A father who hid his young son in a bin to protect him while the Chicago gunman was opening fire found people shot on the ground when he returned to the scene.
Alexander Sandoval set up chairs along the parade route for his five-year-old son, partner and young daughter so that they had a great vantage point.
But when the Independence Day celebrations have turned to horrorhe was forced to act while trying to protect his family.
Six people were killed and more than 30 seriously injured in the shooting during a 4th of July parade in Highland Park. Chicago on Monday.
Suspect Robert E Crimo III, 22, he was arrested by the police after a brief chase and taken into custody.
The killings are the latest in a series of mass shootings in the United States and have brought the debate over the “uniquely American plague” of gun violence back into the spotlight.
Read More: The latest mass shooting indicative of the “ongoing battle for the soul of America”
Speaking on local Chicago television station WGN9, Mr. Sandoval, 39, said he grabbed his son and put him in a large bin as the shooting unfolded.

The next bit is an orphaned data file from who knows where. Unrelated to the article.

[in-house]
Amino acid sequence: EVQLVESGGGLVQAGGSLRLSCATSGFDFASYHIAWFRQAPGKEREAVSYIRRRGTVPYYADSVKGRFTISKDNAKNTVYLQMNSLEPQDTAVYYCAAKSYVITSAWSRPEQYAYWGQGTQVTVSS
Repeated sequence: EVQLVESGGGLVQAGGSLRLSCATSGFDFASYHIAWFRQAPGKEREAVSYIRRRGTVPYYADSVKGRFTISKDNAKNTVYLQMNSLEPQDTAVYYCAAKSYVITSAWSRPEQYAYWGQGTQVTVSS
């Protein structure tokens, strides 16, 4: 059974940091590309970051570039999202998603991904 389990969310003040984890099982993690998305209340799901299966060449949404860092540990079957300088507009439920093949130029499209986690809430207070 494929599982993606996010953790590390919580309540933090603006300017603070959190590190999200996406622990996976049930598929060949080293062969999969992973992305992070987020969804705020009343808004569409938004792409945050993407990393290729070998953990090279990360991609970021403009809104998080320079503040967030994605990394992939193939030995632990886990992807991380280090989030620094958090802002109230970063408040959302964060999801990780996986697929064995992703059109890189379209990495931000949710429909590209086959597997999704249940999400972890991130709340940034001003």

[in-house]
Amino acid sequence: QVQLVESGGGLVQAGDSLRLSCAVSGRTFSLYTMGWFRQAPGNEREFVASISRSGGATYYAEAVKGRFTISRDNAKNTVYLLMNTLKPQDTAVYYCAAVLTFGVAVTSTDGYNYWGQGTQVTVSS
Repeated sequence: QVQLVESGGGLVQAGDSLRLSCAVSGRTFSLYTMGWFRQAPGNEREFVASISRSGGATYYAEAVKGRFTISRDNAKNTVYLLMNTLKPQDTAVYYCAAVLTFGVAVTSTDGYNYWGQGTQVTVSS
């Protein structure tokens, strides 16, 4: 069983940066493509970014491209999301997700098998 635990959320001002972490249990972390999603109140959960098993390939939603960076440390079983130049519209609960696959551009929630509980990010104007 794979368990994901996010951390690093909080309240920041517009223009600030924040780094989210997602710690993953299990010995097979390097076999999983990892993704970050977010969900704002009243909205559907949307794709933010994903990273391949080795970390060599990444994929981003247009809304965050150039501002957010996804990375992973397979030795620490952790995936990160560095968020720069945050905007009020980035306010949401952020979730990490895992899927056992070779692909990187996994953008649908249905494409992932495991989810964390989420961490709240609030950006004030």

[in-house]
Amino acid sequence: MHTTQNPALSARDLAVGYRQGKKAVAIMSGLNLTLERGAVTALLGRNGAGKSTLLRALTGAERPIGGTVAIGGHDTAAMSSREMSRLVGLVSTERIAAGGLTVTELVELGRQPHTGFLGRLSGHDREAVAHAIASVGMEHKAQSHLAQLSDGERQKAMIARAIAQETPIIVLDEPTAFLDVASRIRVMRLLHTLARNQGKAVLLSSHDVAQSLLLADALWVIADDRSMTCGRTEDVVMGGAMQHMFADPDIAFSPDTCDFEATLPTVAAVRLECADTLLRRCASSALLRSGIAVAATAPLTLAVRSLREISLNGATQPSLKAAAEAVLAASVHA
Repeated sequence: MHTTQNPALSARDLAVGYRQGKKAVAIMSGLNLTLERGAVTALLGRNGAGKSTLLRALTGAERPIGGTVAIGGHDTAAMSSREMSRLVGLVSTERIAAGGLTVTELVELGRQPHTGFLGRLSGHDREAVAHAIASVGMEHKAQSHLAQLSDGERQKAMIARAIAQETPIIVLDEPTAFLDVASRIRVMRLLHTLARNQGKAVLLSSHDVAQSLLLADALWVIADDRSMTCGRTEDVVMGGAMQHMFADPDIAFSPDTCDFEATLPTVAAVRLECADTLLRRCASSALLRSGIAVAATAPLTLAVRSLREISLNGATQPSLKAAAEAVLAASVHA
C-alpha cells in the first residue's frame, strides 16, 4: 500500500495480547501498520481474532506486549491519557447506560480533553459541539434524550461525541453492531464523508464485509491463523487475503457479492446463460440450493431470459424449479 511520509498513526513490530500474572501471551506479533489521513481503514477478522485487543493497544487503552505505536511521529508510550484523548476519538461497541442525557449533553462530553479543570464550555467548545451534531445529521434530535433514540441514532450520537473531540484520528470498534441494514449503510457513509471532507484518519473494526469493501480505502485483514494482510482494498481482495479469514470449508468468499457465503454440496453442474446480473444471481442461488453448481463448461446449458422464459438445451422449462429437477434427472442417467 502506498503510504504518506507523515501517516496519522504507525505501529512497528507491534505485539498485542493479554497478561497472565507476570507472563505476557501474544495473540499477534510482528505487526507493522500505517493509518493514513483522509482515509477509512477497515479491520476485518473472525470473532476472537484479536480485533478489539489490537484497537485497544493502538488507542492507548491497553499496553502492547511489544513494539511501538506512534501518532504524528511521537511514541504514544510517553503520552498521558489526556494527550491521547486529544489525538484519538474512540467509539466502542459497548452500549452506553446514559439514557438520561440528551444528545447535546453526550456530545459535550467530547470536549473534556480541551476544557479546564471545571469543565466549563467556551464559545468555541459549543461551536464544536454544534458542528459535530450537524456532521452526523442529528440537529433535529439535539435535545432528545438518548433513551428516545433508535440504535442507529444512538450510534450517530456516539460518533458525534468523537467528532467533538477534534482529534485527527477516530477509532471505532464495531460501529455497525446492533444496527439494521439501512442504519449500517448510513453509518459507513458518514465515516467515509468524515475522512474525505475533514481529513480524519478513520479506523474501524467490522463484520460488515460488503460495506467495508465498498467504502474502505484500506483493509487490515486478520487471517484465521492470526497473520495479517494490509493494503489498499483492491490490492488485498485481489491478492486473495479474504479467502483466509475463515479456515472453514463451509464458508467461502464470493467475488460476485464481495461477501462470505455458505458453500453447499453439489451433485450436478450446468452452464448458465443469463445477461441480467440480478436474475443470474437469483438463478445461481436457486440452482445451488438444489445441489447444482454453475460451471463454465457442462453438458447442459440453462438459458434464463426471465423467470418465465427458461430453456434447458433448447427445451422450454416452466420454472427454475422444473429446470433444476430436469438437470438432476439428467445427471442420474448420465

“I asked some people to stay there with him because I had to go back to find the rest of my family.
“And when I got back there were people killed on the ground, there was a child being taken away, probably six to eight years old.
“And that was the worst part of it all because being a father and you know how to hide your kids … I can’t imagine what that family is going through right now,” he told the TV station.
Retired doctor Richard Kaufman was standing across the street from where the gunman opened fire, saying it was “pandemonium”.
“The children were flying through the air. People were diving for cover,” he said. “People were covered in blood tripping over each other.”
When the first shots rang out, there was confusion about what was happening, given the sounds of the current parade.
Sara Hainsfurther, a 36-year-old Highland Park resident who was at the parade with her family, said she has attended almost every year since she was a child.
“Not even five minutes later, very shortly after, the police and fire trucks part of the parade had passed, I heard ‘pop, pop, pop, pop, pop,'” he said.
“My mom said ‘wow, those are really loud’ and I looked to see if they were muskets, because you know they’ll use those old guns sometimes in the 4th of July parade …
“The outbreak didn’t stop though, once again it went ‘pop, pop, pop, pop, pop’ and I turned around and said ‘those are gunshots, run’.”